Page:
Alan, they did not use a bass player on every studio track. Especially the first 2 or 3 albums, is mostly the Rhodes.

The low keys of a piano bass are the same as on the 73 key models.  The 88 goes down lower.
1960 Wurlitzer model 700 EP
1968 Gibson G101 Combo organ
1975 Rhodes Piano Bass
1979 Wurlitzer 206A EP
1980 Wurlitzer 270 Butterfly Grand
2009 73A Rhodes Mark 7
2009 Korg SV-1 73
2017 Yamaha P255
2020 Kawai CA99
....and a few guitars...


So then once I get the piano bass I will try to adjust the pickups to get that overdrive sound.   And if I get the Vox AC15 amp, I should be able to get away with the reverb and overdrive from the amp alone... as opposed to all the pedals Im using on my Twin Reverb. 

Thanks for the advice everyone...


Any thoughts on what amp makes more sense for my set up?  It will be for home use only, and I want to use one amp for both the piano bass and Vox organ.   It's down to the the Vox AC15c1, or Fender HotRod deluxe.

I'm not sure which would be more appropriate, and I'm not in a position to try them.  But with Sweetwater they're always great with returns.

Any advice would be helpful.

By the way, this is the piano bass I just ordered yesterday.  I plan on keeping it until I find a sparkle top...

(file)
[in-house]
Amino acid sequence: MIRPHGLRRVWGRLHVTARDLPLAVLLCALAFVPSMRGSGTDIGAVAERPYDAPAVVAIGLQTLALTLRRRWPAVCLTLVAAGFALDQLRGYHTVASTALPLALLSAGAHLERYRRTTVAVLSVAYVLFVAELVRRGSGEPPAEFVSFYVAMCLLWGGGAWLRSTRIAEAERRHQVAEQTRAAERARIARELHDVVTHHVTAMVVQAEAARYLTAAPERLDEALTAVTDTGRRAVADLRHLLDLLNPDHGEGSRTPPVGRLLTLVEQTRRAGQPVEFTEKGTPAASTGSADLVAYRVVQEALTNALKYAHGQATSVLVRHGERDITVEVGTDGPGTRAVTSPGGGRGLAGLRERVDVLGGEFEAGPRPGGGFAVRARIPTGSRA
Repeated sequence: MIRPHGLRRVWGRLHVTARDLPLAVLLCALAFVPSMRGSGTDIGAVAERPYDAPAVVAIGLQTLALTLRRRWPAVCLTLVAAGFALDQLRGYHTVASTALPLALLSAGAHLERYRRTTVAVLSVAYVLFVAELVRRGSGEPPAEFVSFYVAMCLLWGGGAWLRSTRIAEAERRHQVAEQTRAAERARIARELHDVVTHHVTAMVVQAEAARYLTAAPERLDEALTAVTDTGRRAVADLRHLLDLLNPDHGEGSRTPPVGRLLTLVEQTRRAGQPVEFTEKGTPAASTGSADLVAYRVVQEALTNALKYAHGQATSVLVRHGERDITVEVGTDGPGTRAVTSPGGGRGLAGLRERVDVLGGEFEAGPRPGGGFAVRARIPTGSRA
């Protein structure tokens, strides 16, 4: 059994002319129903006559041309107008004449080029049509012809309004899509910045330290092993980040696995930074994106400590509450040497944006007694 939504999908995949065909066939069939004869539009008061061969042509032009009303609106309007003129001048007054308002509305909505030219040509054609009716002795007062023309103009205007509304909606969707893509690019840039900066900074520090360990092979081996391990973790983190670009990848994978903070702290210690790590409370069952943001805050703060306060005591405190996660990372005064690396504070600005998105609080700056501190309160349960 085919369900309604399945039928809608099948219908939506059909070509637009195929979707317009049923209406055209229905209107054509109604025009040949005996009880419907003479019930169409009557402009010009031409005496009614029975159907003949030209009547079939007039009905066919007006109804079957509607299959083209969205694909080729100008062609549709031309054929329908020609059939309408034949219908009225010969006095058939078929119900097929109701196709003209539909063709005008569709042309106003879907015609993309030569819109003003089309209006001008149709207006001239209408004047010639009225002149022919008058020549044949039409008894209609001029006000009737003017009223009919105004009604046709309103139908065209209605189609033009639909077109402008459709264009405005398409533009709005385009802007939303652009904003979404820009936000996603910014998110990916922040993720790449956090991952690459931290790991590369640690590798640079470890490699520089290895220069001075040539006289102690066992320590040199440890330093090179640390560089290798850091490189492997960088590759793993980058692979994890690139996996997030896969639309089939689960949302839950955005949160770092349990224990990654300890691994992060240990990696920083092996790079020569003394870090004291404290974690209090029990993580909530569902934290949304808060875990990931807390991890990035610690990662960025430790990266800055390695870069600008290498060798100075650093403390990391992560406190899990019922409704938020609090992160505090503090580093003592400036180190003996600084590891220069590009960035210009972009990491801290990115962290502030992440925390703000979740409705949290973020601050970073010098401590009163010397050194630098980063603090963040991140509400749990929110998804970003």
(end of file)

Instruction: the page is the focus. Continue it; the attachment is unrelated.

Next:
Quote from: retro-mike on January 02, 2017, 05:29:27 PM
FWIW- most guitar overdrive / distortions won't handle the transients a Rhodes produces very well. Don't waste too much time/bucks its just going to be a fizzle festival :P

I agree--no distortion box sounds right with a Rhodes.  OTOH, if you want to crank the distortion and just play one-note leads it's pretty OK


Well I received the Vox AC15C1 amp yesterday and tested it out on the Rhodes and Vox...  it's definitely very nice, and worth the money, but now I'm realizing how amazing the Fender Twin Reverb really is!   The sound just doesn't compare.   There is zero bass with the Vox amp, no matter how I tweak it.   I will probably send the Vox amp back, and continue to use the Twin Reverb with the Black Finger tube pedal.  It's probably the closest I'm going to get using one amp for two instruments simultaneously. 

The other thing I noticed with the Vox amp is that two inputs doesn't mean two channels... so if the Rhodes is played hard, then it distorts the organ and vice versa.   Unlike the Twin Reverb.

It will definitely be worth the return shipping to have the opportunity to try this out.


People tend to ascribe magical qualities to the Twin Reverb--it's a darn good amp, but so are many others--some for perhaps 1/2 the price and 2/3rd the weight.  Personally, I think Rhodes pianos sound awfully good with solid-state amps, which, as a rule, are cheaper and lighter than tube amps.  Tube amps really shine when they're overdriven, which I don't like to do with a Rhodes.  I have one tube head and 2 SS heads.  Honestly, I don't think anyone could tell the difference--I can't, as long as the amps' controls are set so the frequency responses are matched.